Glenn Williams

by Glenn Williams


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What do I start with -- the best people or the best strategy?

What if I recruit the wrong person? How do I make sure I get a return on my investment and not lose this person to a competitor? Are we ready to recruit someone into this new growth area— or do we need to first make sure we have the strategy bedded down?

These are some of the most frequently asked questions I get from leaders in relation to succession planning and the ability to project what talent the organization needs to take it to the next level. But just below the surface of these commonly asked questions lay some real fears.

Tappin and Cave conducted research on 150 global chief executives and found that leading at the top of an organization today is very different than it used to be—and that is followed closely by the challenge of managing and retaining talent.

In their survey of FTSE 100 CEOs in the U.K., 68 percent put the ‘talent and human capital agenda’ as their number one priority. In 2007, 74 percent of 600 U.S CEOs listed it as a ‘very significant challenge’.[i]

Jim Collins, in Good to Great, found that it wasn’t strategy, although important, that set the successful companies apart, rather it was the companies who –

“first got the right people on the bus, the wrong people off the bus, and the right people in the right seats – and then they figured out where to drive it.”[ii]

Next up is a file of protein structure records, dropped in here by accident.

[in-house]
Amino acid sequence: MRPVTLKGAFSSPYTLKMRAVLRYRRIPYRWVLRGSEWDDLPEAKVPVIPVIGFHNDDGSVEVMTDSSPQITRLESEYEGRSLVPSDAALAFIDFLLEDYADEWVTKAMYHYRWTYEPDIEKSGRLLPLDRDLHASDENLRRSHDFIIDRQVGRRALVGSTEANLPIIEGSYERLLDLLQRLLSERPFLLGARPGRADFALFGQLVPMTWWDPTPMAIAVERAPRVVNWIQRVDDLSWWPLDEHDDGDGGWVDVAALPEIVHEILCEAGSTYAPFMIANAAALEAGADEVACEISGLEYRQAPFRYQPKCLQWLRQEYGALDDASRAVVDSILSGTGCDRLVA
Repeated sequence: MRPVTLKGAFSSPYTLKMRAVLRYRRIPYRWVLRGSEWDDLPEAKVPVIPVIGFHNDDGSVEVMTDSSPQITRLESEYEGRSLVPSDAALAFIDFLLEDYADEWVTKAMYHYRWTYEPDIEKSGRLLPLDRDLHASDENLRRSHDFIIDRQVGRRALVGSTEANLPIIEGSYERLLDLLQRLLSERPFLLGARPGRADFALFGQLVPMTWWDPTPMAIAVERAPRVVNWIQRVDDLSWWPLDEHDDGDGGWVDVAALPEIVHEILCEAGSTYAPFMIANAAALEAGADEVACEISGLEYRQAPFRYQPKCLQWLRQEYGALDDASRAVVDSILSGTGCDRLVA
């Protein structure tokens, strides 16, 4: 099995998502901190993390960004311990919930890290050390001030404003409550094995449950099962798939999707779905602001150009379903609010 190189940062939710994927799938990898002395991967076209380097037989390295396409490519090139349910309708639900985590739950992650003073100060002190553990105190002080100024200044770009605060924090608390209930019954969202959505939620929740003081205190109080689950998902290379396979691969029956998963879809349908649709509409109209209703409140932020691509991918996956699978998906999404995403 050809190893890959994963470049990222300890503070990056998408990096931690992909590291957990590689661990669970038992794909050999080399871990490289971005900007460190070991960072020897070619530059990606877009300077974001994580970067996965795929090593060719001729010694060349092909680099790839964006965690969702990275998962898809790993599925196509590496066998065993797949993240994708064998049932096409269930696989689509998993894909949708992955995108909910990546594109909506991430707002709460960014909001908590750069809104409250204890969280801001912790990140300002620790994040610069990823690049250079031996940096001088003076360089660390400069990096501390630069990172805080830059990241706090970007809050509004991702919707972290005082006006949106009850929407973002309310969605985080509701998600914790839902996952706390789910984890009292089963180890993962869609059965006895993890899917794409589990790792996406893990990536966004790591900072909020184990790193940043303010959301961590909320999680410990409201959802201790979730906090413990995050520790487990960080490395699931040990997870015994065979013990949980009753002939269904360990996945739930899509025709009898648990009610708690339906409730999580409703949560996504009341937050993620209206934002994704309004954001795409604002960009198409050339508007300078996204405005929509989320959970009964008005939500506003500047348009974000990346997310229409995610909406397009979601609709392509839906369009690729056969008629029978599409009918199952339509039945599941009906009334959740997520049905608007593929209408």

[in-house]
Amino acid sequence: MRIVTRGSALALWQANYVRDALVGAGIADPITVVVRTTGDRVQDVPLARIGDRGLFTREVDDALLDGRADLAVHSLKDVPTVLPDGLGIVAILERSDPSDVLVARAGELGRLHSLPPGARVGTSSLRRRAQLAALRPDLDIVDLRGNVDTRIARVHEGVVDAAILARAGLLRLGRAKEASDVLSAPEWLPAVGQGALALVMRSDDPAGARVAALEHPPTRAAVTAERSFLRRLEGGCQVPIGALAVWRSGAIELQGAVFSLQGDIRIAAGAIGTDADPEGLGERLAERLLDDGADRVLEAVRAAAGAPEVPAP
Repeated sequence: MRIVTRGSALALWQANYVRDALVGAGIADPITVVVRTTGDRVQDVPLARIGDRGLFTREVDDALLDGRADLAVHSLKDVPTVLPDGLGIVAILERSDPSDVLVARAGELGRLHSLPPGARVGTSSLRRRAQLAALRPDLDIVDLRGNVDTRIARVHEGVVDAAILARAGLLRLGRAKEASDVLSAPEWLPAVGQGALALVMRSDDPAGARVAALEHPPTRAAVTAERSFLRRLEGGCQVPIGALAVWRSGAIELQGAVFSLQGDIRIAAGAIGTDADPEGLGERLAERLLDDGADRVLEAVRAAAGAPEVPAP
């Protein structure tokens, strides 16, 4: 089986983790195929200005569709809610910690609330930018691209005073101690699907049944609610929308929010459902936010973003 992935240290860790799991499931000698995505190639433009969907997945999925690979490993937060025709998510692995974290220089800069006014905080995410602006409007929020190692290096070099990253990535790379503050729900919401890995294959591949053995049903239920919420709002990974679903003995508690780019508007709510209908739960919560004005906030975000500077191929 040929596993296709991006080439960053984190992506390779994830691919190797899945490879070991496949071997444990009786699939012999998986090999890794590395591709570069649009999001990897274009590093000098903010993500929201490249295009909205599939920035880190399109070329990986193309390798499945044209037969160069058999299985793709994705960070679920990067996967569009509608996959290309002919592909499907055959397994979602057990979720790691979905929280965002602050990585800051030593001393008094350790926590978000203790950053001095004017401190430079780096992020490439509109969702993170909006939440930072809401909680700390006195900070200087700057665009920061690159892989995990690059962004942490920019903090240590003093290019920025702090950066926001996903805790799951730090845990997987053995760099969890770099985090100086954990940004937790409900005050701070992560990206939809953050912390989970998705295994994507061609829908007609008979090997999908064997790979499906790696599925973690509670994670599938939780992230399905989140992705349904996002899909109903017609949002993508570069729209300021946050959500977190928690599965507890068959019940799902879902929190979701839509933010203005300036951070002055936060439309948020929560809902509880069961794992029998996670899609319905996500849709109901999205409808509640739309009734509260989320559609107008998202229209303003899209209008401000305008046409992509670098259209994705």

This is why many organizations are paying even greater attention to who they hire and why they are also starting to invest more in developing and retaining talent, with the belief that there will be a significant ROI for the organization longer-term.

I recommend the book Finding & Keeping the Best People, which includes a chapter by Jean Martin and Conrad Schmidt, who present a core set of 10 ‘best practices’ for identifying and managing emerging talent.[iii]

Three of the10 include:

  1. Testing candidates in three dimensions: ability, engagement, and aspiration
  2. Emphasizing future competencies
  3. Creating individual development plans

Leading from the top is quickly transitioning from a ‘command and control’, top-down style of leadership, to one that is far more focused on unleashing the talent within an organization. The CEO is much more like a conductor that ‘creates and orchestrates a system.’[iv]

What’s the bottom-line?

There is a collision of values, ideals, and expectations in organizations that make recruiting and managing talent a function of leadership, which demands no small amount of discernment and rigor. Perhaps this is why Fairholm describes leadership as ‘an exercise in creativity.’[v] Below are some additional questions to reflect on:

  • What lessons can I learn from previous hiring decisions? (Don’t default to the negative!)
  • If I have lost key talent from my organization, what contributed to this, and what can I change to provide more incentives for talent to stay?
  • Understand what motivates existing talent to remain with the company, and how might I leverage that in the future.
 

[i] Steve Tappin and Andrew Cave, The Secrets of CEOs: 150 Global Chief Executives Lift The Lid On Business, life and leadership (London: Nicholas Brealey Publishing, 2008), 114.

[ii] Jim Collins, Good to Great: Why Some Companies Make the Leap…and Others Don’t (New York: HarperCollins, 2001), 13.

[iii] Jean Martin and Conrad Schmidt, “How to Keep Your Top Talent”, Finding & Keeping the Best People (Boston, Massachusetts: Harvard Business School of Publishing, 2011), 137.

[iv] Steve Tappin and Andrew Cave, The Secrets of CEOs, 218.

[v] Gilbert W. Fairholm, Perspectives on Leadership: From the Science of Management to the Spiritual Heart (London: Praeger, 2000), 106.

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